Reverb & Writing

In my last post I talked about Reverb10 and my attempts to use prompts to get back into writing and reflecting. It turns out Reverb was basically made for that purpose (though I initially thought it was for beginning a new year). It’s for endings and beginnings, bridging gaps between months.

December 2 – Writing. What do you do each day that doesn’t contribute to your writing — and can you eliminate it?

Today I wrote open your heart even if it has hairline fractures.

This year writing was forgotten to burn out, fatigue, homework and busyness. I’m currently procrastinating working on finishing a research paper on Young Adult Public Library Services in order to bring this post to you. I’m full of Curried Squash Soup and too sweet words through Facebook chat. I couldn’t finish NaNoWriMo this November because of mental blocks, my own lack of preparedness and hitting that proverbial wall that made it so I just couldn’t. (That wall is also what I hit earlier when I was attempting to paste quotes into my paper and write around them in ways that make me sound intelligent. That’s why the break for soup and more -different- words became important).

24,000 words of story, new story and emotional word vomit. I told my boyfriend I was writing the story of my life, and what it turned into was 6,000 words of my own destruction, liking biting my tongue to prevent emotion from spilling out while I was sitting in a public restaurant borrowing wi-fi and doing so much eating. I wanted to keep going with that emotional word vomit, the story of my life. To find the catharsis that makes writing worth it, important, a way through. And yet I stopped midway through. But that story isn’t over. I’m still here weaving between working and writing and reading and the everything else. So for now Reverb is my word-vomit. December is, apparently, the month of words.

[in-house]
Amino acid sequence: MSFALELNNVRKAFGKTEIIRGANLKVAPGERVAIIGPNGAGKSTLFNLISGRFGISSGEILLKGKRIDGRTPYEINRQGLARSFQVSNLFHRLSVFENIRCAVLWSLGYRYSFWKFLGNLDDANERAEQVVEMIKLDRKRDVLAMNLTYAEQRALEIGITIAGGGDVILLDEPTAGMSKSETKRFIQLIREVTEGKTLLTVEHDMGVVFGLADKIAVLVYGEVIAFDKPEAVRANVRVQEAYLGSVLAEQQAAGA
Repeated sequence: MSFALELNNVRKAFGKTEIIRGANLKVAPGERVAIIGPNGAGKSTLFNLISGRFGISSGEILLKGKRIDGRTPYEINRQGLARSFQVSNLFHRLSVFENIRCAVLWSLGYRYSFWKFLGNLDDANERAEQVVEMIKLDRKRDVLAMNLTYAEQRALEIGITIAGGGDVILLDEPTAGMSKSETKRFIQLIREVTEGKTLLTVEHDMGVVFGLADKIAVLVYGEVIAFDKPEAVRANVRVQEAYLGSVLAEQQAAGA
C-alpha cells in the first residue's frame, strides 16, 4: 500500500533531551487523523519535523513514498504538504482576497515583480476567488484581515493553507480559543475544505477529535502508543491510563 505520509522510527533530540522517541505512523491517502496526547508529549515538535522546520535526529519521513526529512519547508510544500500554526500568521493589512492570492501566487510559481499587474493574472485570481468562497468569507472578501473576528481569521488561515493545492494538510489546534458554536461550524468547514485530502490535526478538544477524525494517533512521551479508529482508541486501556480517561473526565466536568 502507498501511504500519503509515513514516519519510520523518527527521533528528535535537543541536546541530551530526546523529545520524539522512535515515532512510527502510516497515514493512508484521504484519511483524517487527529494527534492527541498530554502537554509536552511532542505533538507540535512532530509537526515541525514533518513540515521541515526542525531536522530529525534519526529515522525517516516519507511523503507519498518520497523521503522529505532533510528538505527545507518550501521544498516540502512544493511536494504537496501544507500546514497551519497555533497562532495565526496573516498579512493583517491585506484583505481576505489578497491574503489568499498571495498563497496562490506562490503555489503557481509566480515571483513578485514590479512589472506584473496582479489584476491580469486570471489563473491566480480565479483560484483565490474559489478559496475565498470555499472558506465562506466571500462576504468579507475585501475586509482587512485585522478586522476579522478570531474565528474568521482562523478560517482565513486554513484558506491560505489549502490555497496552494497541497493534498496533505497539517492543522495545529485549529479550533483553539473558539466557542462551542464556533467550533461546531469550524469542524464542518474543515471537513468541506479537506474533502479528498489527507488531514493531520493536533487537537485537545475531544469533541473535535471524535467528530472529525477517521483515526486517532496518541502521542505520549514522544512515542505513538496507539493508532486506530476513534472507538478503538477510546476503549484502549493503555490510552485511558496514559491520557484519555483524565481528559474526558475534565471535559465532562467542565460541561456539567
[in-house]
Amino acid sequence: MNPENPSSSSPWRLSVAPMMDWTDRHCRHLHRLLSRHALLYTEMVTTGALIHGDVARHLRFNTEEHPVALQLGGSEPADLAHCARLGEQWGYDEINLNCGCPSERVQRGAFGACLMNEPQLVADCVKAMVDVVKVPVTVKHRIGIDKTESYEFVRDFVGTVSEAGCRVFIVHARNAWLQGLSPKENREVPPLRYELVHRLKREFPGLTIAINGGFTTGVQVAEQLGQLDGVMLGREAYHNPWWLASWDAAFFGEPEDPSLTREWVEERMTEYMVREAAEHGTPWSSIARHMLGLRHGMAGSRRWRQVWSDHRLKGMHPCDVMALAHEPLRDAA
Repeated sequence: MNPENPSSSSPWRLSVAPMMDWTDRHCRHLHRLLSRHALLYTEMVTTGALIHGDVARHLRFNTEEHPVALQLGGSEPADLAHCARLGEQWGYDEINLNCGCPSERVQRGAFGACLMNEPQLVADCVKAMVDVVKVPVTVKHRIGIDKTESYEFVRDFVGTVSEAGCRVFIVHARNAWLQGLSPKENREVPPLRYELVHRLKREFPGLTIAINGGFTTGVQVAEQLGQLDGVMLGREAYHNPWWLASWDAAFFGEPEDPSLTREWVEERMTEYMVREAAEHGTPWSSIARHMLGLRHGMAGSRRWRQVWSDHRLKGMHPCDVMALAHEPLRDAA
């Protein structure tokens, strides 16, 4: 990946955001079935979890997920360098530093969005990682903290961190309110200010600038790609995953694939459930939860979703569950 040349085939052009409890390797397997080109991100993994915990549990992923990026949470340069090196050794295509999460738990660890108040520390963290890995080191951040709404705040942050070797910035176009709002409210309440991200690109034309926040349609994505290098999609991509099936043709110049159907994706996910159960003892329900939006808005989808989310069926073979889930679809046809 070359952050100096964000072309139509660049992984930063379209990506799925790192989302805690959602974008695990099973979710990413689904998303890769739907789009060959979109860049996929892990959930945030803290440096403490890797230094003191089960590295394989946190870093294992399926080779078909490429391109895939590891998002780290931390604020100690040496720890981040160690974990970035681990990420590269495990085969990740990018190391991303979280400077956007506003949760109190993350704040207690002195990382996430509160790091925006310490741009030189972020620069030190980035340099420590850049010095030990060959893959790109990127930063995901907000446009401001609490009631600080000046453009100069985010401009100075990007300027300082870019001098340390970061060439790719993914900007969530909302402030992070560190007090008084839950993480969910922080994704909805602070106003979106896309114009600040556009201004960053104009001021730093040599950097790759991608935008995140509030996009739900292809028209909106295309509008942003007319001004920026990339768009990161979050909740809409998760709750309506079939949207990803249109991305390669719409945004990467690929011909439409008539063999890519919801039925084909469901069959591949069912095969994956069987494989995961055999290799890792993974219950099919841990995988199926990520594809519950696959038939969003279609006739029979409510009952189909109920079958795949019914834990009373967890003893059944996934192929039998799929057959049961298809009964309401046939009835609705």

Instead of writing I play mindless iPhone games, opt to sleep more, lay around zoned out, go shopping, stuff my face with extra calories and complain about pointless things.

I constantly come to the conclusion that I need to write. NEED. To. write.
And yet.

And yet I need to create time and space for thoughts, allow imagination to exist without my every day. Be inspired. Love.

What’s keeping you from writing? Or doing whatever it is that you NEED to do?

love
Melanie Kristy

 

You can read other Reverb journeys from a few of my writer friends, too.

Jess
Jessa

Five Places to Write Your Novel

I’ve been bouncing around places with wifi, having writing dates with my boyfriend just so we can get our words in and still do something together. It gets distracting to write at home sometimes so here are a few alternatives:

– the standard, a coffee shop. A place like Panera Bread has unlimited coffee and some place like Starbucks (or a local equivalent) has fancy seasonal flavors. There’s a lack of local coffee shops around me, unfortunately. And they all tend to close when I get out of work.

– your local library. This is a genius idea that I strangely never tried until this past weekend when Panera was packed full of families eating lunch and there were no space tables at Starbucks